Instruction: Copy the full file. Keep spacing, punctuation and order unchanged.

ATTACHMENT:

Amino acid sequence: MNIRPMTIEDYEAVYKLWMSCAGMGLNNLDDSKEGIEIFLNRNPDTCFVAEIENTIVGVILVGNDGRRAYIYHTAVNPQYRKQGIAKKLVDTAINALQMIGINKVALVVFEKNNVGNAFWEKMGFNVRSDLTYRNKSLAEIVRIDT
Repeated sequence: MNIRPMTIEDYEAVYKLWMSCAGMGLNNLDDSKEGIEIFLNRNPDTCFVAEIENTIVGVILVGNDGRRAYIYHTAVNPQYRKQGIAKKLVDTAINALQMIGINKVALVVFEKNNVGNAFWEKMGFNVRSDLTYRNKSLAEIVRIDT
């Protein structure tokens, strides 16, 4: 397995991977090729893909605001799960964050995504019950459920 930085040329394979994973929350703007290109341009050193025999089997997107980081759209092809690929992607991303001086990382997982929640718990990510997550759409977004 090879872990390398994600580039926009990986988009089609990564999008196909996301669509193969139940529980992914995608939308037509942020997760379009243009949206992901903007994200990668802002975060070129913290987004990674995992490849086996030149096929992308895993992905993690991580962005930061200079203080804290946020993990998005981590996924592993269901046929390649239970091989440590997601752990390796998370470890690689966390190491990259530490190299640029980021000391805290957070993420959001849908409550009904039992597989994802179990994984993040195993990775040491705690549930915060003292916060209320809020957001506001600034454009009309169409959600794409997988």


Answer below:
Amino acid sequence: MNIRPMTIEDYEAVYKLWMSCAGMGLNNLDDSKEGIEIFLNRNPDTCFVAEIENTIVGVILVGNDGRRAYIYHTAVNPQYRKQGIAKKLVDTAINALQMIGINKVALVVFEKNNVGNAFWEKMGFNVRSDLTYRNKSLAEIVRIDT
Repeated sequence: MNIRPMTIEDYEAVYKLWMSCAGMGLNNLDDSKEGIEIFLNRNPDTCFVAEIENTIVGVILVGNDGRRAYIYHTAVNPQYRKQGIAKKLVDTAINALQMIGINKVALVVFEKNNVGNAFWEKMGFNVRSDLTYRNKSLAEIVRIDT
């Protein structure tokens, strides 16, 4: 397995991977090729893909605001799960964050995504019950459920 930085040329394979994973929350703007290109341009050193025999089997997107980081759209092809690929992607991303001086990382997982929640718990990510997550759409977004 090879872990390398994600580039926009990986988009089609990564999008196909996301669509193969139940529980992914995608939308037509942020997760379009243009949206992901903007994200990668802002975060070129913290987004990674995992490849086996030149096929992308895993992905993690991580962005930061200079203080804290946020993990998005981590996924592993269901046929390649239970091989440590997601752990390796998370470890690689966390190491990259530490190299640029980021000391805290957070993420959001849908409550009904039992597989994802179990994984993040195993990775040491705690549930915060003292916060209320809020957001506001600034454009009309169409959600794409997988």